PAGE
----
Writing, 30 minutes to an hour. 

I like to warm-up with writing immediately after a good book’s just spurred us to get creative. Good writing has a natural flow, and I always feel like reading just before she writes helps to get that rhythm wheeling.

Spelling and Vocabulary/Editing, 10 – 20 minutes. 

Then, we knock out spelling, which is required to be done everyday, but only takes about 10 minutes.

And to wrap it up, she’ll play for a while on Word Dynamo. Last semester, we tried three different ways to tackle vocabulary. I’m a huge vocab nerd, so it was underwhelming for me to watch none of it really work any magic on her — until she introduced me to this neat, little number. I actually bookmarked it before we started officially schooling, and then let it slip through the cracks of my frazzled, distracted brain. She found it on her own one day and has been hooked ever since. Seriously, I have fun just watching her play. It’s fast-paced and better yet — one player, so I can actually pay attention to my other kids while she becomes a word-whiz on her own. (A lot of times, even when I’m happy to have a little of my own time freed up, I’ll get sucked in just rooting for her.) It’s pretty cool, so I’ve decided to make it a small part of the daily routine. A fun way to transition from the stuff we do everyday to our core subject.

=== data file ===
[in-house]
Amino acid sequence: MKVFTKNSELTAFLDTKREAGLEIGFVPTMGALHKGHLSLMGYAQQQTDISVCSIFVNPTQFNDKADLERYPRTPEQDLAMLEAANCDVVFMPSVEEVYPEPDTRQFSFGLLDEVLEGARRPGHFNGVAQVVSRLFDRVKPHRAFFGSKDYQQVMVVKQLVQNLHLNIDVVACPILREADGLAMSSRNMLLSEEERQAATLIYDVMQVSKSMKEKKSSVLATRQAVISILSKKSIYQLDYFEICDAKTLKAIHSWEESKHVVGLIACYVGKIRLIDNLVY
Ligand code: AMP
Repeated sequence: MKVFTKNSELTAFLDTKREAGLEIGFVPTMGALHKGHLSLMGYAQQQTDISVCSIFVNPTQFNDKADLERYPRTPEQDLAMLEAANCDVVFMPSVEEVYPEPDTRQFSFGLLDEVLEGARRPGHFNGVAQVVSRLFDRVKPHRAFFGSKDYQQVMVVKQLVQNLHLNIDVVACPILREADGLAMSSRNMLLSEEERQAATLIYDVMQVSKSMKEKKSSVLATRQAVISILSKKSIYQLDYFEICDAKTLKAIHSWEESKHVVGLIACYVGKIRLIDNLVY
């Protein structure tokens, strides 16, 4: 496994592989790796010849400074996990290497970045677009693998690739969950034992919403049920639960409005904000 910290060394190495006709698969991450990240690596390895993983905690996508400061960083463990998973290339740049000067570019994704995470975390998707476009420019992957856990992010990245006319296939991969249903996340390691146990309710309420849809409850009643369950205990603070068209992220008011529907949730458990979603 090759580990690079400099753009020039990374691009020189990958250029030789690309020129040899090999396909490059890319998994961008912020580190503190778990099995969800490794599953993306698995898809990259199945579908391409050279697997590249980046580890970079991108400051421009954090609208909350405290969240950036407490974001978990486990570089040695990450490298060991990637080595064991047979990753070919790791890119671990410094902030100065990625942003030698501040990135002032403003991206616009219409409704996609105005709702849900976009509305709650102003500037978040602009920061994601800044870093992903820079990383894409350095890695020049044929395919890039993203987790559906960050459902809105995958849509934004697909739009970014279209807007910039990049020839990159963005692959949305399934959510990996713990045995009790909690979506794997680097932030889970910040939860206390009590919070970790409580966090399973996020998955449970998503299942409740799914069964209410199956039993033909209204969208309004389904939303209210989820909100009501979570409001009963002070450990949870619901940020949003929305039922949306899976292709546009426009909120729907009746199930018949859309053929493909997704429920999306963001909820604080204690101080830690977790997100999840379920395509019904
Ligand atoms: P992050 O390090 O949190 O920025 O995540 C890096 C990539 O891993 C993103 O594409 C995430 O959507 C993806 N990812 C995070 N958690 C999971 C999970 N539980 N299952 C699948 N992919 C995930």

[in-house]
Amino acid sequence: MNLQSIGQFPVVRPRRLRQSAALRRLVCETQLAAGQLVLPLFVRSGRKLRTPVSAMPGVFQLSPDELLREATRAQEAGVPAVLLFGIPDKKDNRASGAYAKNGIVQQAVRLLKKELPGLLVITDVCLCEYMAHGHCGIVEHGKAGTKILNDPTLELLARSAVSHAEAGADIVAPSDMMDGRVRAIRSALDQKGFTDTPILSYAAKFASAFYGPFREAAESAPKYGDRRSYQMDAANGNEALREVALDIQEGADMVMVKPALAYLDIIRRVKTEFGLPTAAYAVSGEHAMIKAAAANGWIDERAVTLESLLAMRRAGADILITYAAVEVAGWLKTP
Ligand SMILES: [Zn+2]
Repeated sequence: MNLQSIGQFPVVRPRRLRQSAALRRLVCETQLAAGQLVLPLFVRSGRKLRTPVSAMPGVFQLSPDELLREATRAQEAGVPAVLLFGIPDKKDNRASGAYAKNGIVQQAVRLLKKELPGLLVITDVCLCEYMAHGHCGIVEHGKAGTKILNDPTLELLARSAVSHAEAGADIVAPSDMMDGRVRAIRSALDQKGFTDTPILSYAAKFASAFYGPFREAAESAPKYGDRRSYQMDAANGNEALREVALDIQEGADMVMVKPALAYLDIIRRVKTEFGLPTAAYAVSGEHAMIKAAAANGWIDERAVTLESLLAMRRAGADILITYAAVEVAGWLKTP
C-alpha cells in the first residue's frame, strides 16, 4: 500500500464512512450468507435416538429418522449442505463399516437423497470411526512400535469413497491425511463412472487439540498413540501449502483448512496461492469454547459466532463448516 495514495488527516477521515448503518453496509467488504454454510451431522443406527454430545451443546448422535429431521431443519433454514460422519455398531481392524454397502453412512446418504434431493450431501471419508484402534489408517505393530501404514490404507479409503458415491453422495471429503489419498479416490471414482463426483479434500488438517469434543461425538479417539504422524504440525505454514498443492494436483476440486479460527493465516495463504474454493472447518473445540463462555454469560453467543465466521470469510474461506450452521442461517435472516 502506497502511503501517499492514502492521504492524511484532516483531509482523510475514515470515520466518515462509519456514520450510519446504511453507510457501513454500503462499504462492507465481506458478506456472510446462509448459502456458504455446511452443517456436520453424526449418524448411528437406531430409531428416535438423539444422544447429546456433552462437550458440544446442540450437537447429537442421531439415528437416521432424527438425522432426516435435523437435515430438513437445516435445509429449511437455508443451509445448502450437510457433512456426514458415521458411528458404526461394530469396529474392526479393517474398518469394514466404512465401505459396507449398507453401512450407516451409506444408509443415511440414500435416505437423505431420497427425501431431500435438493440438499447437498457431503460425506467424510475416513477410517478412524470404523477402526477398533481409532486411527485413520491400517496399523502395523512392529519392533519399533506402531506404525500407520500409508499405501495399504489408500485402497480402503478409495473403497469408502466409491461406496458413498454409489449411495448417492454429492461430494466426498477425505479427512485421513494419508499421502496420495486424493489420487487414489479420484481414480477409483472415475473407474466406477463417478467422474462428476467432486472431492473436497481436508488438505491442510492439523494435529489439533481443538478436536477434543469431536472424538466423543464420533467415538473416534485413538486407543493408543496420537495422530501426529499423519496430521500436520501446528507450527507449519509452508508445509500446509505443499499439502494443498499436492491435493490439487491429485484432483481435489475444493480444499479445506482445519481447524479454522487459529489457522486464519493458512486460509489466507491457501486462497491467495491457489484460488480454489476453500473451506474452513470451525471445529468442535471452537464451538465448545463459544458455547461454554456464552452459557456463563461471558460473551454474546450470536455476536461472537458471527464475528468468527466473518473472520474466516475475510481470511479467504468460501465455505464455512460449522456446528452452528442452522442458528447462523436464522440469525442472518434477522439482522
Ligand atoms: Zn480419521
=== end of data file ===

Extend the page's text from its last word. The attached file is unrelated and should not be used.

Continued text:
If it’s Tuesday, though, she’ll do an editing exercise instead. These are only required once a week, which is nice because even I think they’re dull. They’re quick, though, and essential, or I wouldn’t make her do them.

Core Subject of the Day.